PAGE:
A conventional loan is a mortgage offered by private lenders including banks, credit unions and mortgage companies. Because of this, they are not guaranteed by government agencies like the Federal Housing Administration (FHA) and the Department of Veterans Affairs (VA).
Conventional loans are more common than government-backed loans. In fact, conventional loans accounted for 74% of new mortgages during the first quarter of 2018.
If you’re in the market for a new home loan, it’s worthwhile to understand the different types of conventional loans and how they work as well as their benefits and downsides.
How Does a Conventional Loan Work?
In the early 2000s, “no-doc” and “no verification” loans were the rage. These terms refer to the fact that income, asset and employment verification were not required. These days, no-doc loans are mostly a thing of the past,
Currently, most of the basic mortgage loan requirements still exist for a conventional loan. You still have to fill out a loan application and supply supporting documents (bank statements, proof of income, etc.). Your lender will also want to see your credit scores and reports and they will likely require you to undergo a background investigation.
Conventional loans originate from the lender and include different terms depending on various factors such as your loan amount, down payment amount and credit score.
Conventional mortgage lenders offer fixed-rate mortgages for 15-year and 30-year terms. The annual percentage rate will stay the same throughout the duration of the loan.
The conventional loan marketplace also features adjustable-rate mortgages (ARMs) with varying terms. With an ARM, the rates are fixed during the early years of the term before converting to annually adjust to the market.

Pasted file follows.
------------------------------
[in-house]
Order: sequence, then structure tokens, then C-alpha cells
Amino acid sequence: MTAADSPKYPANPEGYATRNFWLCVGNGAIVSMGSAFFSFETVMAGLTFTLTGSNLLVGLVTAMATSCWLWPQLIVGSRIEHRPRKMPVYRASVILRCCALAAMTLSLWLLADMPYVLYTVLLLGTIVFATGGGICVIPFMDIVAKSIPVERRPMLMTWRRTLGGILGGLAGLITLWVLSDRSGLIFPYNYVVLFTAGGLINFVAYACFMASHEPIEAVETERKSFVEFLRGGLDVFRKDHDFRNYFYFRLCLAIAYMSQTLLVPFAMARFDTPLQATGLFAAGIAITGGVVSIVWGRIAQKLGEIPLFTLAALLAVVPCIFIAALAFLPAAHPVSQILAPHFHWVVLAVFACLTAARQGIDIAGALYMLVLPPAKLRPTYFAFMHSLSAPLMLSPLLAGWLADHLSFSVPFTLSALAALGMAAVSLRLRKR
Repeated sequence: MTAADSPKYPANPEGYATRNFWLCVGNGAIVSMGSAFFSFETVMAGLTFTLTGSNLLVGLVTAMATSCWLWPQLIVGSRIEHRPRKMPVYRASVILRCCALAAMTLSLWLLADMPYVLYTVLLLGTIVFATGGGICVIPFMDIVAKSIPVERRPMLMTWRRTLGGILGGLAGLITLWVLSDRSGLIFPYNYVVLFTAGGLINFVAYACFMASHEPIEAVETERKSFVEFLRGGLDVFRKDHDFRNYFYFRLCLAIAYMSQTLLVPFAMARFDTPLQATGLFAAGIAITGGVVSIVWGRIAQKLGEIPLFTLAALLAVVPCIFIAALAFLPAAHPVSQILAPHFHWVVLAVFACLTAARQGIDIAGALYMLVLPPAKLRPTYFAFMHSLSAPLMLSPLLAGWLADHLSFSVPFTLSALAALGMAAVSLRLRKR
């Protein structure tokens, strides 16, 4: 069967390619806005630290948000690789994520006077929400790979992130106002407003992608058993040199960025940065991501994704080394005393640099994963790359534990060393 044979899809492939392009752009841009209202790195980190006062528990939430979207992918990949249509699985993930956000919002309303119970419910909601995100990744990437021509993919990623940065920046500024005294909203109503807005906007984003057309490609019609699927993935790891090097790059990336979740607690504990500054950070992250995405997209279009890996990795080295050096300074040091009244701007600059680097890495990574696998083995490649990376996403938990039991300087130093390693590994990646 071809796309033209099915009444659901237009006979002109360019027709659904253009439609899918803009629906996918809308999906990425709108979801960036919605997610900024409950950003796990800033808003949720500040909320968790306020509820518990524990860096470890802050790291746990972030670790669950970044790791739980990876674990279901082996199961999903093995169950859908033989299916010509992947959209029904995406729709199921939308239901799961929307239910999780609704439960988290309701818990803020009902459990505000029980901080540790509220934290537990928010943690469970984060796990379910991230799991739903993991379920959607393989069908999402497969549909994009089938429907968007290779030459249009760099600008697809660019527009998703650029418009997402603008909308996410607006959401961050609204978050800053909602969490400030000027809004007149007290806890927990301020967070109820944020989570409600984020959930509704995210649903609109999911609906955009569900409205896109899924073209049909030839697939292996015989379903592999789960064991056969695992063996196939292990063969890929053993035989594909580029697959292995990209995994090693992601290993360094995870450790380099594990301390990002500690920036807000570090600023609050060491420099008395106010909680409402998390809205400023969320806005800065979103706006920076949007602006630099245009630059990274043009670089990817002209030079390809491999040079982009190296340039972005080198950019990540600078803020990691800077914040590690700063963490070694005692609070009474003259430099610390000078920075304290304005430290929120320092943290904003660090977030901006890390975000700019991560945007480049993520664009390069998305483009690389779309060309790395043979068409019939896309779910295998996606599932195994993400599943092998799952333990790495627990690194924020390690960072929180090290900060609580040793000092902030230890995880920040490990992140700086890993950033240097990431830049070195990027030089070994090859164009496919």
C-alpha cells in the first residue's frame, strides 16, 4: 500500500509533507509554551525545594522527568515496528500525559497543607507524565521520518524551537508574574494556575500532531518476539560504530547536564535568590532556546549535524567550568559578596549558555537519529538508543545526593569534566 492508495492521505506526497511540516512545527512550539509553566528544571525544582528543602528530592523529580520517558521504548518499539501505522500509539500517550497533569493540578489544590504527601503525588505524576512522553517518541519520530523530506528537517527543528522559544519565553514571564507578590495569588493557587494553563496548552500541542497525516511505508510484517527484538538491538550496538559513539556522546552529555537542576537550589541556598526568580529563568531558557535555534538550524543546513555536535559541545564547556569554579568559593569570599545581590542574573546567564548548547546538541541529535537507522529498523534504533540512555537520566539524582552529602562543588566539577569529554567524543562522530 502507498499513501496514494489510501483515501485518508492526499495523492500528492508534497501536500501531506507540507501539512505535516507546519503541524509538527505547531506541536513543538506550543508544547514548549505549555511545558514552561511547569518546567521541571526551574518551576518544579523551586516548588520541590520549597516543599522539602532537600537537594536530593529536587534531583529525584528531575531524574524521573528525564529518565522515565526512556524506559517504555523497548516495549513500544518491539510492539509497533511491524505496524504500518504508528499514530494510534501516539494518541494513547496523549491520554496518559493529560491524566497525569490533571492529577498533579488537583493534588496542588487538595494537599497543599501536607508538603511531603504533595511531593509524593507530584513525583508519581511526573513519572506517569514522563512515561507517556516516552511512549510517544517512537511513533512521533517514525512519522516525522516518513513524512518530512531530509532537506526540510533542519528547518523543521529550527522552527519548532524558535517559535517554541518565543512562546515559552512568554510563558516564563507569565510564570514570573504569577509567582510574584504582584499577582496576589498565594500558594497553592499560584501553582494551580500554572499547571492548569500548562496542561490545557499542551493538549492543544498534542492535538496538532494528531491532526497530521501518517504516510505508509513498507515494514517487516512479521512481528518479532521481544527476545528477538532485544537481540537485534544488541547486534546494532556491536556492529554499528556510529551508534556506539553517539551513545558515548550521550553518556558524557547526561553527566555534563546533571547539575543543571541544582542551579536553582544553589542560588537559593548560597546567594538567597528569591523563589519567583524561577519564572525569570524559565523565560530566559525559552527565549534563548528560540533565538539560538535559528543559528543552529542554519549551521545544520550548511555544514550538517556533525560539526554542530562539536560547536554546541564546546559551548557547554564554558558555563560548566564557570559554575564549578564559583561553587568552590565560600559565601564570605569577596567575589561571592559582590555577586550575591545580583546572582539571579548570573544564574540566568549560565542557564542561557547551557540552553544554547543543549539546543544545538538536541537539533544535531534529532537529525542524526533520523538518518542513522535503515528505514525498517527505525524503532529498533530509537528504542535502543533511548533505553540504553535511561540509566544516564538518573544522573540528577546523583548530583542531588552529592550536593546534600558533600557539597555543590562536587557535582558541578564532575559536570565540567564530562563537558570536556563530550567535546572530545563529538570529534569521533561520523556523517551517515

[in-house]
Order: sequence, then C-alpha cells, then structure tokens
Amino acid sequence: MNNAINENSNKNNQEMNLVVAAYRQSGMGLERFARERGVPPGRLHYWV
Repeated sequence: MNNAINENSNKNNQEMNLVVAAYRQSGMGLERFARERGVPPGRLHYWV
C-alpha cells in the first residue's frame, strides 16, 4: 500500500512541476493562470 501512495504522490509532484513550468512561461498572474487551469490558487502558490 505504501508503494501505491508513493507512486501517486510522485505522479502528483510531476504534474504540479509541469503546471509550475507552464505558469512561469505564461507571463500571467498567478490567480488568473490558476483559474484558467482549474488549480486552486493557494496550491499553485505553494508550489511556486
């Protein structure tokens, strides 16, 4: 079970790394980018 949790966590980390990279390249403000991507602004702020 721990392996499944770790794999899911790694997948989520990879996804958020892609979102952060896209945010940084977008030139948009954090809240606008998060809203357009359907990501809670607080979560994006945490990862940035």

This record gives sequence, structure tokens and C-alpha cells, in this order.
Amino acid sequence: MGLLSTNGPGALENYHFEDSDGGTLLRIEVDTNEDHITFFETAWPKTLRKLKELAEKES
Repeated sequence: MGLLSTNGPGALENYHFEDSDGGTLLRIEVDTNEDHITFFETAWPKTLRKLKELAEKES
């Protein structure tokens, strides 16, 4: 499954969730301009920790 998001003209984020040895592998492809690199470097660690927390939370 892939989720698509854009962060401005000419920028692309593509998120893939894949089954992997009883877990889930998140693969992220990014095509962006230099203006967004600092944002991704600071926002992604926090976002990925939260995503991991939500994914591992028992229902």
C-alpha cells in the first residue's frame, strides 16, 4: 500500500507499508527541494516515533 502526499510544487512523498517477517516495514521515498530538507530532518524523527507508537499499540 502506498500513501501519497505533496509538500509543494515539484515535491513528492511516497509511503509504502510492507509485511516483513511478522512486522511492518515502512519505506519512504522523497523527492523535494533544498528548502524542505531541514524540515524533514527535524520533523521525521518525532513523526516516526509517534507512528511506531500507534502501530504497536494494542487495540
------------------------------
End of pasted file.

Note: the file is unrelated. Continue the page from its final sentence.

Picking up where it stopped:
Lenders usually want a down payment of 10% to 20% for fixed-rate and adjustable-rate mortgages alike. In some cases, lenders will accept a down payment as low as 3% for qualified buyers. Just remember that if your down payment is less than 20% you may have to pay private mortgage insurance (PMI).
What Is the Difference Between a Conventional Loan and a Government-Backed Loan?
As you consider mortgage loan options, it’s helpful to know the difference between government-backed loans and conventional loans.
As the term suggests, government-backed loans provide a loan guarantee to the lender if you are unable to make payments.
For example, loans from the Federal Housing Administration (FHA) are designed for those with lower income. FHA loans require the borrower to pay a down payment of at least 3.5% and they include a mortgage insurance premium (MIP) in your monthly mortgage payment. If you were to default on the loan, the agency would use the MIP money to repay the lender.
Conventional loans differ from government-backed loans because the lender assumes all the risk if you default. As such, conventional loans don’t carry the same benefits that government-funded loans offer, such as lower credit score thresholds and lower down payment requirements.